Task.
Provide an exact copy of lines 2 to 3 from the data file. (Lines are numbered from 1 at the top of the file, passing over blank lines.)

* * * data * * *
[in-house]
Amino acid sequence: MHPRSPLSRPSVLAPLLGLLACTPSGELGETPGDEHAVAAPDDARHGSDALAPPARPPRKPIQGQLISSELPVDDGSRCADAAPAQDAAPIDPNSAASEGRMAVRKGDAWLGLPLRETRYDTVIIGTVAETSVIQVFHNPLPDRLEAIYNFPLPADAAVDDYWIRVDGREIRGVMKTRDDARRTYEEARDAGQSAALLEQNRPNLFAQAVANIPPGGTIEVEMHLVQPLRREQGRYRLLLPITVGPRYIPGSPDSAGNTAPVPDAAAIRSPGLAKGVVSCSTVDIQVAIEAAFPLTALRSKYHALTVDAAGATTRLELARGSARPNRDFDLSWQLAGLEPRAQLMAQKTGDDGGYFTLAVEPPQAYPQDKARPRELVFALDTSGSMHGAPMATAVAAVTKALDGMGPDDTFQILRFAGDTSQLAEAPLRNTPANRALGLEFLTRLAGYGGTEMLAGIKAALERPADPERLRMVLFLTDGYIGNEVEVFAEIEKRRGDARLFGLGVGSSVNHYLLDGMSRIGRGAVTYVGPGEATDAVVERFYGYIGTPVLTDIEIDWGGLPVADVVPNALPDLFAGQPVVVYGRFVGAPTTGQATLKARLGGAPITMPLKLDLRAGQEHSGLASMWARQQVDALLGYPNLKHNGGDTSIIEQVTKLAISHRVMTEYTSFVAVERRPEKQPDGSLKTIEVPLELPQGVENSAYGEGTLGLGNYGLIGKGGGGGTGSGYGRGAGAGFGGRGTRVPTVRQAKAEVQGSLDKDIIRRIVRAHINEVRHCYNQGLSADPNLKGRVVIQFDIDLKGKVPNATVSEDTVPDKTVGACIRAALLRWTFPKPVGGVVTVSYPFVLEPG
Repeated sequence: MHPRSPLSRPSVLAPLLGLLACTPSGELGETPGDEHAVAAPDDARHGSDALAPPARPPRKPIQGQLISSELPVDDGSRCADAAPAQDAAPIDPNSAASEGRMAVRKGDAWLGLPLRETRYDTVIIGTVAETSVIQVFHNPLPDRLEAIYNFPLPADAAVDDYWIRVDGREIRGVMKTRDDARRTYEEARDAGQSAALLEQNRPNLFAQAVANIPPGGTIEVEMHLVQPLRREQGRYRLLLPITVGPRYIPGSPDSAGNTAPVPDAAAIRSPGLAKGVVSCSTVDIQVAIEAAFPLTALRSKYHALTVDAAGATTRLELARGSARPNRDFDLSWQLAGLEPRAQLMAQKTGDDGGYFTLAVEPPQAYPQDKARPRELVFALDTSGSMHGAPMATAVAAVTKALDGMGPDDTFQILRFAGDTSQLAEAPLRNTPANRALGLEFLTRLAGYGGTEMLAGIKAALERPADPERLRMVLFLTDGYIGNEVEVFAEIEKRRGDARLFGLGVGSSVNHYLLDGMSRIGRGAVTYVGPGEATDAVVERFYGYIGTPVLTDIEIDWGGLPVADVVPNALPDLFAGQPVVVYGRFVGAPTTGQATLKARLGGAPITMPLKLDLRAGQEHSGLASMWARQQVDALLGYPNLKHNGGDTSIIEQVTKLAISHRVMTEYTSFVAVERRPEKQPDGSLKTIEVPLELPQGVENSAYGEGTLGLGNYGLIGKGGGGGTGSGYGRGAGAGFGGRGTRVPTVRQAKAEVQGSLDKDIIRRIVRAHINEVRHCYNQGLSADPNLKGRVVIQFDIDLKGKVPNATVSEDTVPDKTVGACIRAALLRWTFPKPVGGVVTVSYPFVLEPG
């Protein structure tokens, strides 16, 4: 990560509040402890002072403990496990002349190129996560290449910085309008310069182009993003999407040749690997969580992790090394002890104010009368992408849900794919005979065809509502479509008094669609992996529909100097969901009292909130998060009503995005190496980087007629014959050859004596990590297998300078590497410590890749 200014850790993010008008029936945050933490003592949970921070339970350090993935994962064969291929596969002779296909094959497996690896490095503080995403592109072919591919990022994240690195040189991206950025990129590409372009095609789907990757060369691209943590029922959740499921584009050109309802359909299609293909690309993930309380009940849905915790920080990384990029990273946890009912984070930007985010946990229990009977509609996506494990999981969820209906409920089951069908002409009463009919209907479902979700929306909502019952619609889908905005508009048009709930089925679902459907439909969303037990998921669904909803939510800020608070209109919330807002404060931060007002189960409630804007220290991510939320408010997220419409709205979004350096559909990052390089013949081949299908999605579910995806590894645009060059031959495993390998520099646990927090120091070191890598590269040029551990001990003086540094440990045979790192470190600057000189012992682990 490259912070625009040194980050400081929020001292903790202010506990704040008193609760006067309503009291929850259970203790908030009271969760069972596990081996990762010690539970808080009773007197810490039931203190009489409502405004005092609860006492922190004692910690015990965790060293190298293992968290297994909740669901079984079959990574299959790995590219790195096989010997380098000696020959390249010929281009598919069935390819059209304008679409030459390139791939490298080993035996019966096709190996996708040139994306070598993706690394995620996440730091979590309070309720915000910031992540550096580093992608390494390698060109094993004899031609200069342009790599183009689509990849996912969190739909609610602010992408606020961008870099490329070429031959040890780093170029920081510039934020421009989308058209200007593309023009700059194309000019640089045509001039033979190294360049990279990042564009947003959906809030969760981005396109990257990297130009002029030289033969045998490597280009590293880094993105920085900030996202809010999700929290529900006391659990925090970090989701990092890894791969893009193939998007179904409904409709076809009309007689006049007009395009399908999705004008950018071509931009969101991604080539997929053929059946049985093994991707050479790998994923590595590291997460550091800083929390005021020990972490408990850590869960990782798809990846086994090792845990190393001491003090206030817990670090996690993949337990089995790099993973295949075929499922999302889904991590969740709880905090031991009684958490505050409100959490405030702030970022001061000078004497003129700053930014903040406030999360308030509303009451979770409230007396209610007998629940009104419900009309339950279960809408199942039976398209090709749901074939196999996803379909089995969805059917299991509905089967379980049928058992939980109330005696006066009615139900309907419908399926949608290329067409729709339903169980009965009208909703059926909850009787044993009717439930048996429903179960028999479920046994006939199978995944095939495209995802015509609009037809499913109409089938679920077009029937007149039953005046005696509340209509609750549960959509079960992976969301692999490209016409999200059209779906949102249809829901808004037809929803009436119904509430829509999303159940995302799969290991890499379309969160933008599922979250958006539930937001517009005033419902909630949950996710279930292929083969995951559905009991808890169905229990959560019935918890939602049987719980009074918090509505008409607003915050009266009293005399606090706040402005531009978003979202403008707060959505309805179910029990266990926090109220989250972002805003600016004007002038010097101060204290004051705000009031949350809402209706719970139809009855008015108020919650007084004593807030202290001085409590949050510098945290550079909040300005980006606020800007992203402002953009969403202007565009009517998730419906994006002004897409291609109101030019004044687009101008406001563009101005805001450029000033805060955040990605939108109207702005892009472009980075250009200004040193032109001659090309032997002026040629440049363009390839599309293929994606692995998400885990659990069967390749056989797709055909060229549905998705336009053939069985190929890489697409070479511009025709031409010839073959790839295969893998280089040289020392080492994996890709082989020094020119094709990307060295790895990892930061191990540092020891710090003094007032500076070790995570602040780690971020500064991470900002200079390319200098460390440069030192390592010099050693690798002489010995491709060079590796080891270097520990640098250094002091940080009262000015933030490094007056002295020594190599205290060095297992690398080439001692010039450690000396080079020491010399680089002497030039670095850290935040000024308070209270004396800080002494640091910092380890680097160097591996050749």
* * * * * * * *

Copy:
Amino acid sequence: MHPRSPLSRPSVLAPLLGLLACTPSGELGETPGDEHAVAAPDDARHGSDALAPPARPPRKPIQGQLISSELPVDDGSRCADAAPAQDAAPIDPNSAASEGRMAVRKGDAWLGLPLRETRYDTVIIGTVAETSVIQVFHNPLPDRLEAIYNFPLPADAAVDDYWIRVDGREIRGVMKTRDDARRTYEEARDAGQSAALLEQNRPNLFAQAVANIPPGGTIEVEMHLVQPLRREQGRYRLLLPITVGPRYIPGSPDSAGNTAPVPDAAAIRSPGLAKGVVSCSTVDIQVAIEAAFPLTALRSKYHALTVDAAGATTRLELARGSARPNRDFDLSWQLAGLEPRAQLMAQKTGDDGGYFTLAVEPPQAYPQDKARPRELVFALDTSGSMHGAPMATAVAAVTKALDGMGPDDTFQILRFAGDTSQLAEAPLRNTPANRALGLEFLTRLAGYGGTEMLAGIKAALERPADPERLRMVLFLTDGYIGNEVEVFAEIEKRRGDARLFGLGVGSSVNHYLLDGMSRIGRGAVTYVGPGEATDAVVERFYGYIGTPVLTDIEIDWGGLPVADVVPNALPDLFAGQPVVVYGRFVGAPTTGQATLKARLGGAPITMPLKLDLRAGQEHSGLASMWARQQVDALLGYPNLKHNGGDTSIIEQVTKLAISHRVMTEYTSFVAVERRPEKQPDGSLKTIEVPLELPQGVENSAYGEGTLGLGNYGLIGKGGGGGTGSGYGRGAGAGFGGRGTRVPTVRQAKAEVQGSLDKDIIRRIVRAHINEVRHCYNQGLSADPNLKGRVVIQFDIDLKGKVPNATVSEDTVPDKTVGACIRAALLRWTFPKPVGGVVTVSYPFVLEPG
Repeated sequence: MHPRSPLSRPSVLAPLLGLLACTPSGELGETPGDEHAVAAPDDARHGSDALAPPARPPRKPIQGQLISSELPVDDGSRCADAAPAQDAAPIDPNSAASEGRMAVRKGDAWLGLPLRETRYDTVIIGTVAETSVIQVFHNPLPDRLEAIYNFPLPADAAVDDYWIRVDGREIRGVMKTRDDARRTYEEARDAGQSAALLEQNRPNLFAQAVANIPPGGTIEVEMHLVQPLRREQGRYRLLLPITVGPRYIPGSPDSAGNTAPVPDAAAIRSPGLAKGVVSCSTVDIQVAIEAAFPLTALRSKYHALTVDAAGATTRLELARGSARPNRDFDLSWQLAGLEPRAQLMAQKTGDDGGYFTLAVEPPQAYPQDKARPRELVFALDTSGSMHGAPMATAVAAVTKALDGMGPDDTFQILRFAGDTSQLAEAPLRNTPANRALGLEFLTRLAGYGGTEMLAGIKAALERPADPERLRMVLFLTDGYIGNEVEVFAEIEKRRGDARLFGLGVGSSVNHYLLDGMSRIGRGAVTYVGPGEATDAVVERFYGYIGTPVLTDIEIDWGGLPVADVVPNALPDLFAGQPVVVYGRFVGAPTTGQATLKARLGGAPITMPLKLDLRAGQEHSGLASMWARQQVDALLGYPNLKHNGGDTSIIEQVTKLAISHRVMTEYTSFVAVERRPEKQPDGSLKTIEVPLELPQGVENSAYGEGTLGLGNYGLIGKGGGGGTGSGYGRGAGAGFGGRGTRVPTVRQAKAEVQGSLDKDIIRRIVRAHINEVRHCYNQGLSADPNLKGRVVIQFDIDLKGKVPNATVSEDTVPDKTVGACIRAALLRWTFPKPVGGVVTVSYPFVLEPG